The Economics of Glebe Street
Charlie Laidlaw on The Broons and what it means for the economy...
Help ma’ boab. Maw and Paw Broon, the iconic cartoon stars of the Sunday Post, have had a lot to put up with over the years. So let’s add to their misery. Let’s turn the Broons into Great Britain plc.
Why? Because when most people listen to the economic news, or read analysis in the newspapers, they have little idea what is being said. That probably includes the Broon clan.
Let me explain. As of the end of February this year, the UK’s national debt stands at £1,161.5 billion. That’s £1.16 trillion if you use an even more meaningless word.
We know it’s a lot of money, with a lot of zeros (but how many?), but it’s a bit like looking into space. After all, if we can’t comprehend the scale of the universe, what chance do we have of imagining what a trillion pounds looks like.
However, according to Steve, a blogger on The Writer’s Workshop (and who am I to disbelieve him?), a £1,000 stack of £20 notes would be five millimetres high. A £1 million pound stack would be over five metres high. A £1 billion pound stack would be 3.5 miles high.
A £1 trillion pound stack would be 3,500 miles high. If laid on its side, it would stretch from London to New York, although the money would probably get wet.
Put another way, a trillion seconds equates to about 189,000 years. At a rate of £100 a second, it would take almost 317 years to pay off the UK’s trillion of national debt.*
It’s the kind of useless factual fun, which may or may not be true, so beloved by tabloid journalists. However, it still doesn’t really explain anything in financial terms that really means a lot.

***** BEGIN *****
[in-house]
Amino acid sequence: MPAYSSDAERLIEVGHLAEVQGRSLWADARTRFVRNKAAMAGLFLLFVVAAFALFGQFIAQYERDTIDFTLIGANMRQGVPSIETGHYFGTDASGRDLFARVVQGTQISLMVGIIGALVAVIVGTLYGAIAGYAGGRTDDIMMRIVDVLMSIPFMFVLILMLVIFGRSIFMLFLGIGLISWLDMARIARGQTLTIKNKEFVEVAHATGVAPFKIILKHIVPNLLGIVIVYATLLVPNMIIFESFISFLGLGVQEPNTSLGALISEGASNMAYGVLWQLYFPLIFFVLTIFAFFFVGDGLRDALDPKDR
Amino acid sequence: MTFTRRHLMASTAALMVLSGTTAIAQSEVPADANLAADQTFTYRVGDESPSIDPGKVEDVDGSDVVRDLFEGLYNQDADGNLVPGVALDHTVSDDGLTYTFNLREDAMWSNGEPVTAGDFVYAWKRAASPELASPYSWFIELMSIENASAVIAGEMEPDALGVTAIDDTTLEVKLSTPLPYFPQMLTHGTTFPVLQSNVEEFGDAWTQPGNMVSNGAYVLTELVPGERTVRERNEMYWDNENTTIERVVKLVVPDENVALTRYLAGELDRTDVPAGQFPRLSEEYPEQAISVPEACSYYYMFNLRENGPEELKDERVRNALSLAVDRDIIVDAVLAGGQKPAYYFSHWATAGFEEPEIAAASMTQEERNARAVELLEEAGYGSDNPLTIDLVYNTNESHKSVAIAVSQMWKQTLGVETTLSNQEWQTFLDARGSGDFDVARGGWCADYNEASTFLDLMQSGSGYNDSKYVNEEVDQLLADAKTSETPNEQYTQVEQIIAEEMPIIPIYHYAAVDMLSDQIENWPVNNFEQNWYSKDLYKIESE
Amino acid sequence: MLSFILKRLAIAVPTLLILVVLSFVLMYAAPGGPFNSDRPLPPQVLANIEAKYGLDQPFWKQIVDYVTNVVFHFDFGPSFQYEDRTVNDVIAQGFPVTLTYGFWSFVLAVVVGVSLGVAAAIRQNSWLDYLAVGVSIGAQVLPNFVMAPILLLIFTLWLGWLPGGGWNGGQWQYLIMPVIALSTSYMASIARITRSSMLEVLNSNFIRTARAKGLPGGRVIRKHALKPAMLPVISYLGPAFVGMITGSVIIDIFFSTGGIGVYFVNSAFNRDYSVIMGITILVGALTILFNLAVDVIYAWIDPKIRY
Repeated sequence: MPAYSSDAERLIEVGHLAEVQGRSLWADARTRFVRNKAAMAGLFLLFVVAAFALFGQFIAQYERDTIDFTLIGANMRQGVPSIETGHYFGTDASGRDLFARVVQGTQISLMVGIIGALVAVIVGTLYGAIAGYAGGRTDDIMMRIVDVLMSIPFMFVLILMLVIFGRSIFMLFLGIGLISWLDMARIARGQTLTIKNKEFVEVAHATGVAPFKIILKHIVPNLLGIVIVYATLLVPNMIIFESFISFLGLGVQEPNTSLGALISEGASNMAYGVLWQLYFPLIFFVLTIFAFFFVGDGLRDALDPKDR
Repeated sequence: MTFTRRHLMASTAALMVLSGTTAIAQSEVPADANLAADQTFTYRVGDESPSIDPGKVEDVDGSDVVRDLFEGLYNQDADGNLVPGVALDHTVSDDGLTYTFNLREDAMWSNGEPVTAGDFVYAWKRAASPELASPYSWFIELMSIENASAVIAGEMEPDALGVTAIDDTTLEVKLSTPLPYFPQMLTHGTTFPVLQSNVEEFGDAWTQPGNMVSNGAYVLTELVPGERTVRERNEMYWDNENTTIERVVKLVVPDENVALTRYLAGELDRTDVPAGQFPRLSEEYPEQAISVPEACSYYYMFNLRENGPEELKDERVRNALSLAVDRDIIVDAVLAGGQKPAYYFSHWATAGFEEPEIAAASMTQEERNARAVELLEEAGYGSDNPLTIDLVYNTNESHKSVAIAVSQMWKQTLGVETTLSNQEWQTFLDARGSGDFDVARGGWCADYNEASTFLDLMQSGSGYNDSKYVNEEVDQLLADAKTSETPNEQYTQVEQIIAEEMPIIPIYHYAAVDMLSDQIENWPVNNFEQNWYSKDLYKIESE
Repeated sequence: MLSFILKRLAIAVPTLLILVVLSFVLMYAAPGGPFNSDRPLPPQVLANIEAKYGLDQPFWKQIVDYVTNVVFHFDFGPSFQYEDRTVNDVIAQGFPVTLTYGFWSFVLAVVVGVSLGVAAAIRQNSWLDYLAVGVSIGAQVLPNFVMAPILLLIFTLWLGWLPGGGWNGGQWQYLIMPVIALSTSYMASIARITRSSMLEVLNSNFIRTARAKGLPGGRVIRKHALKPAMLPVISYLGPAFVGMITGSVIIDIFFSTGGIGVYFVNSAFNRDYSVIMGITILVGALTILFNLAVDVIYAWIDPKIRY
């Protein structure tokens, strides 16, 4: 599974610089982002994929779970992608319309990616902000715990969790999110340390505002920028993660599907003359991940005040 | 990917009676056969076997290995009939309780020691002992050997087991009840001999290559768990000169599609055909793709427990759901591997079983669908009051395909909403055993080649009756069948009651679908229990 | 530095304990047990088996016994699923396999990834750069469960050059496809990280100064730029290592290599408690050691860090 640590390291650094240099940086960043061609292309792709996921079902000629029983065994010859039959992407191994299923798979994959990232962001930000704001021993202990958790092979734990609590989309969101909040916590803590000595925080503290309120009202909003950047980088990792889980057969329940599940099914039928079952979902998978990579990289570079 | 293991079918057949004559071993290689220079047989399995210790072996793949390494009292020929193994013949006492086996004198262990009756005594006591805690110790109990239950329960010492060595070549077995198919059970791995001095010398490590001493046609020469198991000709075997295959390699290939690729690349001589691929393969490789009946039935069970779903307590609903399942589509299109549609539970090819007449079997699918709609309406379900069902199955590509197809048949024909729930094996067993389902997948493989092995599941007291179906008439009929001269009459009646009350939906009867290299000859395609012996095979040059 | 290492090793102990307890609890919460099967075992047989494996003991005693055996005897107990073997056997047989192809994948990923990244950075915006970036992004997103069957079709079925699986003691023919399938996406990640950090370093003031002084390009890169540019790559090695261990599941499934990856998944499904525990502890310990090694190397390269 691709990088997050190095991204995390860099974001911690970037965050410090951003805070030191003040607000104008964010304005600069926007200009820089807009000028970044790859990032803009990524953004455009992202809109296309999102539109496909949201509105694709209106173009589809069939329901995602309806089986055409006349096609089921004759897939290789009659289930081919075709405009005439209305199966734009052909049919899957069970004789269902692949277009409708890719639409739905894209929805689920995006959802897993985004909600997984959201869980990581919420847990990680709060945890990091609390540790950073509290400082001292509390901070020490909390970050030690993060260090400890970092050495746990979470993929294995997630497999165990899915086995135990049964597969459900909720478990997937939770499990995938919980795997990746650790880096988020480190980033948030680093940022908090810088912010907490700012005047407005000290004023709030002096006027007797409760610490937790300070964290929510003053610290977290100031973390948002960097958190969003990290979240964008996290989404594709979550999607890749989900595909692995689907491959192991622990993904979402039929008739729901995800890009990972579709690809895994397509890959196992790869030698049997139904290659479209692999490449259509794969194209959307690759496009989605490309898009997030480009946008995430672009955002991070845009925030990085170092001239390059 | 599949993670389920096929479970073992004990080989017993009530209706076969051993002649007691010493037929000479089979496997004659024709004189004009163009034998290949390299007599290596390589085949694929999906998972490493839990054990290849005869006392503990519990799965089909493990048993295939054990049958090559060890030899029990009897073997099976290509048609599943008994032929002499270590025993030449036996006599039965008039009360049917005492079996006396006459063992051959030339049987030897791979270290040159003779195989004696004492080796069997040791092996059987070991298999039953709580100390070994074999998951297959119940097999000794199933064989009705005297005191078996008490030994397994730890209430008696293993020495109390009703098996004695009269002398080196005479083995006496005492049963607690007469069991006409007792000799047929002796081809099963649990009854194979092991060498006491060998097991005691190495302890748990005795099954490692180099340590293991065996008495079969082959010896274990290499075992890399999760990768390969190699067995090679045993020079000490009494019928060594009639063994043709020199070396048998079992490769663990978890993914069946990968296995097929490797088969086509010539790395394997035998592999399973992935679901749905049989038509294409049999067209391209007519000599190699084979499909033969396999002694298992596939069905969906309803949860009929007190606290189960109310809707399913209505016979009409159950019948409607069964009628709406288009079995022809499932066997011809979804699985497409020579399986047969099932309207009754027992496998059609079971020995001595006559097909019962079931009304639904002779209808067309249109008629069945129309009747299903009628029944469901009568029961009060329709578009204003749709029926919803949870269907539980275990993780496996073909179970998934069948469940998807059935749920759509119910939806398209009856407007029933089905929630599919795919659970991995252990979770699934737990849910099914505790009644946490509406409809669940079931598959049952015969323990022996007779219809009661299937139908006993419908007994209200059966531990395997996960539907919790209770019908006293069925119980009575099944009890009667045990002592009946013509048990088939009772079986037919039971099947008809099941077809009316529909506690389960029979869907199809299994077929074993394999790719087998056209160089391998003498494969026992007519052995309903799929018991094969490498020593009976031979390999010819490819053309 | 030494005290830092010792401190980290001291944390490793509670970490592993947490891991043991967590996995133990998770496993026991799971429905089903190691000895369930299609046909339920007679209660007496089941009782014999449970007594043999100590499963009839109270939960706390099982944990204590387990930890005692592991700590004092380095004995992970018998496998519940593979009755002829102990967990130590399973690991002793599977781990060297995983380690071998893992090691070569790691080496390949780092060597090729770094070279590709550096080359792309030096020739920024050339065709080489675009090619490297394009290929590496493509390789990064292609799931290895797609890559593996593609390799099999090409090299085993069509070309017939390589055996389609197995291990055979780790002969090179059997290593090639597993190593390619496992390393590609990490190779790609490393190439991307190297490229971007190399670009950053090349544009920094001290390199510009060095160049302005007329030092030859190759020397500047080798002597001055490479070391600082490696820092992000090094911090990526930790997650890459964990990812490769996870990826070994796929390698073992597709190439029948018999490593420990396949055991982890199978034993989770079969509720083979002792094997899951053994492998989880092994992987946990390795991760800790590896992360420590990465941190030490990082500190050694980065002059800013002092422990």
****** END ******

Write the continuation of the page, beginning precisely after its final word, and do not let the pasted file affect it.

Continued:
So let’s reintroduce the Broons of Glebe Street, and try to translate national figures for debt and income into monetary values that we can all understand.
Let’s simply delete the words “billion” or “trillion.”
That gives the Broons a family debt of £1,161. (If in doubt, please see paragraph three above). Not too bad, but double what it was in 2008.
However, it means that, in the current year, the family is going to have to find over £46 to service that debt. By 2017-18, interest payments alone will be some £71.
The trouble is that the Broons only earned £469 in 2012-13. (That’s the total of all HMRC tax receipts, again with the “billion” lopped off).
To make ends meet, they additionally had to borrow £120. (According to the Office of Budget Responsibility, the government will borrow some £120 billion this year.)
Thinking about national economics in family terms does provide a context which we can all understand.
And the fact is, if the Broons really were Great Britain plc, they’d probably now be living in a cardboard box somewhere.
Except, of course, Maw Broon would have been too sensible to let things get that bad in the first place.
*That is, according to Quite frankly, I couldn't be bothered to verify the maths and in any case I don’t have a supercomputer.
A blog written by Charlie Laidlaw